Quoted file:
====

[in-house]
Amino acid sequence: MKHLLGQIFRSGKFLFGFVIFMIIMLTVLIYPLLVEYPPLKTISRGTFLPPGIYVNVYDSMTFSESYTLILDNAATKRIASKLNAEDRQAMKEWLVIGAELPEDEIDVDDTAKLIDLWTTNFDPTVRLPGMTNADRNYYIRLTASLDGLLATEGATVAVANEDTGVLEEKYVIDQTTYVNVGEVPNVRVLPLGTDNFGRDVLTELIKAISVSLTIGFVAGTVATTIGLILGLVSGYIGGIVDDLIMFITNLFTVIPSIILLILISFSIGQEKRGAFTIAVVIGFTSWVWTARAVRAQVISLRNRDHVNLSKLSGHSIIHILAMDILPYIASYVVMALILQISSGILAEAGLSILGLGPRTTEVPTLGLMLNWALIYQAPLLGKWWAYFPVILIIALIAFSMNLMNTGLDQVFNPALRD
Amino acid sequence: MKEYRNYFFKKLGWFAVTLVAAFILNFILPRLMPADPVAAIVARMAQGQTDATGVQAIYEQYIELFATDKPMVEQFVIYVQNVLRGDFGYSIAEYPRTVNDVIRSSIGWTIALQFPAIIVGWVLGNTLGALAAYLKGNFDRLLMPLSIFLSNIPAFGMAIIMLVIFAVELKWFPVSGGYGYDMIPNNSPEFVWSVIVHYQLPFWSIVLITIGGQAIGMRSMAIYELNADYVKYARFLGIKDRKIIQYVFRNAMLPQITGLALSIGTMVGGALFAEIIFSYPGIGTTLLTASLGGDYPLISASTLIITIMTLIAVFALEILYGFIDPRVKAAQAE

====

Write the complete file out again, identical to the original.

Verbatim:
[in-house]
Amino acid sequence: MKHLLGQIFRSGKFLFGFVIFMIIMLTVLIYPLLVEYPPLKTISRGTFLPPGIYVNVYDSMTFSESYTLILDNAATKRIASKLNAEDRQAMKEWLVIGAELPEDEIDVDDTAKLIDLWTTNFDPTVRLPGMTNADRNYYIRLTASLDGLLATEGATVAVANEDTGVLEEKYVIDQTTYVNVGEVPNVRVLPLGTDNFGRDVLTELIKAISVSLTIGFVAGTVATTIGLILGLVSGYIGGIVDDLIMFITNLFTVIPSIILLILISFSIGQEKRGAFTIAVVIGFTSWVWTARAVRAQVISLRNRDHVNLSKLSGHSIIHILAMDILPYIASYVVMALILQISSGILAEAGLSILGLGPRTTEVPTLGLMLNWALIYQAPLLGKWWAYFPVILIIALIAFSMNLMNTGLDQVFNPALRD
Amino acid sequence: MKEYRNYFFKKLGWFAVTLVAAFILNFILPRLMPADPVAAIVARMAQGQTDATGVQAIYEQYIELFATDKPMVEQFVIYVQNVLRGDFGYSIAEYPRTVNDVIRSSIGWTIALQFPAIIVGWVLGNTLGALAAYLKGNFDRLLMPLSIFLSNIPAFGMAIIMLVIFAVELKWFPVSGGYGYDMIPNNSPEFVWSVIVHYQLPFWSIVLITIGGQAIGMRSMAIYELNADYVKYARFLGIKDRKIIQYVFRNAMLPQITGLALSIGTMVGGALFAEIIFSYPGIGTTLLTASLGGDYPLISASTLIITIMTLIAVFALEILYGFIDPRVKAAQAE